Smoke Alarm Maintenance and Testing

What should I know about Smoke Alarms?

The primary thing you should know about smoke alarms is that there are two basic types: Ionization and photoelectric smoke alarms.

Ionization Smoke Alarms are able to quickly detect fast moving fires. Think of a candle catching a curtain on fire- it happens quickly. A Photoelectric Smoke Alarm is quicker in sensing a slower, smoky fire- such as an electrical fire that starts within your walls.

A Dual Sensor Smoke Alarm combines the two types: photoelectric and ionization.

Because there is no way of telling what type of fire may occur in your home, it is strongly recommended by the USFA to have both an ionization smoke alarm and photoelectric alarm- or a dual sensor smoke alarm to detect both types of fires.

For those with hearing disabilities, First Alert also has smoke alarms that utilize flashing strobe lights and vibrations to alert them to danger.

Where should I place my Smoke Alarms?

Minimum coverage for smoke alarms, as recommended by the National Fire Protection Association (NFPA), is one smoke alarm on every level, and in every bedroom.

For CO alarms, the National Fire Protection Association (NFPA) recommends that CO alarms be installed on every level and in the central location outside each bedroom. For added protection, install additional CO alarms in every bedroom.

Specific legal requirements for smoke and CO alarm installation vary from state to state and from region to region. Check with your local Fire Department for current requirements in your area or visit the First Alert state legislation page.

Recommended areas for alarm installation:

  • On every level of your home, including finished attics and basements.
  • Inside every bedroom, especially if people sleep with the door partly or completely closed.
  • In the hall near every sleeping area. If your home has multiple sleeping areas, install a unit in each. If a hall is more than 40 feet (12 meters) long, install a unit at each end.
  • At the top of first-to-second floor stairs.
  • At the bottom of the basement stairs.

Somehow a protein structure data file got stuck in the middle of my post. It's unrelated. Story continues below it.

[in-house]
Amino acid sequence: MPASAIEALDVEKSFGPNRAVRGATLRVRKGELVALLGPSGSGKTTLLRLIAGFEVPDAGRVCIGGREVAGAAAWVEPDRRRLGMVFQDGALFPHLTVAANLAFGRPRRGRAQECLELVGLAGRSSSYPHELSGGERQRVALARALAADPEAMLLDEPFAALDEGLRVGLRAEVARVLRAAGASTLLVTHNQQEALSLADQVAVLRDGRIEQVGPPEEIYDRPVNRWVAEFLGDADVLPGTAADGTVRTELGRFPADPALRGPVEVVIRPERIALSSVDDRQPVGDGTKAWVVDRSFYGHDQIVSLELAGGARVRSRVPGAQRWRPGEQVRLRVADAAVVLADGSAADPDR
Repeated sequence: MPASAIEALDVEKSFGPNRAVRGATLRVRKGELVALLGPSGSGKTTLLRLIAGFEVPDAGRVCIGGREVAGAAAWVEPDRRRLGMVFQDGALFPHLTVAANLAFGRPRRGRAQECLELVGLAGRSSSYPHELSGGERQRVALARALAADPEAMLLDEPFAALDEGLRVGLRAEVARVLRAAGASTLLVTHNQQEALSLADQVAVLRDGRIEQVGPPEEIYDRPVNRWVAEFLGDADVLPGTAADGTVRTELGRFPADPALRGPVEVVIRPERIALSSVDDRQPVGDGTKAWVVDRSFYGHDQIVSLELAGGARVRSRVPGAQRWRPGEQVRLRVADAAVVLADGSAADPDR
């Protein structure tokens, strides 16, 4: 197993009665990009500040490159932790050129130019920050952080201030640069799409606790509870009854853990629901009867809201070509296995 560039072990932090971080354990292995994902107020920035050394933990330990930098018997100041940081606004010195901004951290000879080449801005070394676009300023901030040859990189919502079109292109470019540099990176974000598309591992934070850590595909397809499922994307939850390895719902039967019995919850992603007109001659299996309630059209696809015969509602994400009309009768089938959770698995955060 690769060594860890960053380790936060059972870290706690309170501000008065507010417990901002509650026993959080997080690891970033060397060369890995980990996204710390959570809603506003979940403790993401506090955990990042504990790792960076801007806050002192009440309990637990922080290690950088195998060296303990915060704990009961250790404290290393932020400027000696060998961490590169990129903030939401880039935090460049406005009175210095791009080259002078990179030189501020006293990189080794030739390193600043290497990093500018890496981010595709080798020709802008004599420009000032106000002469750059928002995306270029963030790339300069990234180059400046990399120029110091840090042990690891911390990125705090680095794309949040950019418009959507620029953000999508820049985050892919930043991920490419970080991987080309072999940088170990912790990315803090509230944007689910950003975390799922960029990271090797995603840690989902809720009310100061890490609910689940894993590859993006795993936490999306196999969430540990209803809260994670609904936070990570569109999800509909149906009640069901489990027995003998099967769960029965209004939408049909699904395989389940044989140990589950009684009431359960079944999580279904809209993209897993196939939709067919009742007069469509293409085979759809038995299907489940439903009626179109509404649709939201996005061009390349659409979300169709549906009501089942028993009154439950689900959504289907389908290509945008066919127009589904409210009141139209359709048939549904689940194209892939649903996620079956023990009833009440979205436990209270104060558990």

• For additional coverage, install alarms in all rooms, halls, and storage areas, where temperatures normally remain between 40° F and 100° F (4.4° C and 37.8° C).


Alarm installation tips:

  • When installing on the wall, the top edge of smoke alarms should be placed between 4 inches (102 mm) and 12 inches (305 mm) from the wall/ceiling line.
  • When installing on the ceiling, place the alarm as close to the center as possible.
  • In either case, install at least 4 inches (102 mm) from where the wall and ceiling meet.

NOTE: For any location, make sure no door or other obstruction could keep carbon monoxide or smoke from reaching the Alarm.

Where not to install alarms

The following locations should be avoided in smoke or CO alarm installation. These locations may cause nuisance alarms or reduce the performance of your alarm.

  • Avoid dusty, dirty or greasy areas:
    • garages
    • furnace rooms
    • crawl spaces
    • unfinished attics
  • Avoid combustion particles. Combustion particles form when fuel burns. Avoid kitchens, garages, and furnace rooms. Keep units at least 20 feet (6 meters) away from common sources of combustion particles. In small homes, where 20-meter distance is not possible, place the alarm as far away from fuel-burning sources as possible. Keep the area ventilated to prevent unwanted alarms. Here are common sources of combustion particles in the home:
    • stoves
    • heaters
    • furnaces
    • water heaters
    • space heaters

Install at least 5 feet (1.5 meters) away from any cooking appliance. Air currents can draw cooking smoke into the smoke sensor and cause unwanted alarms. Avoid humid areas. Install your alarm at least 10 feet (3 meters) from common sources of humidity:

    • shower
    • bath
    • sauna
    • humidifier
    • vaporizer or diffuser
    • dishwasher
    • laundry room
    • utility room

Keep alarms out of direct sunlight.

  • Avoid turbulent air near ceiling fans or open windows. Blowing air may prevent CO or smoke from reaching the sensors.
  • Avoid areas where temperature is colder than 40° F (4.4° C) or hotter than 100° F (37.8° C):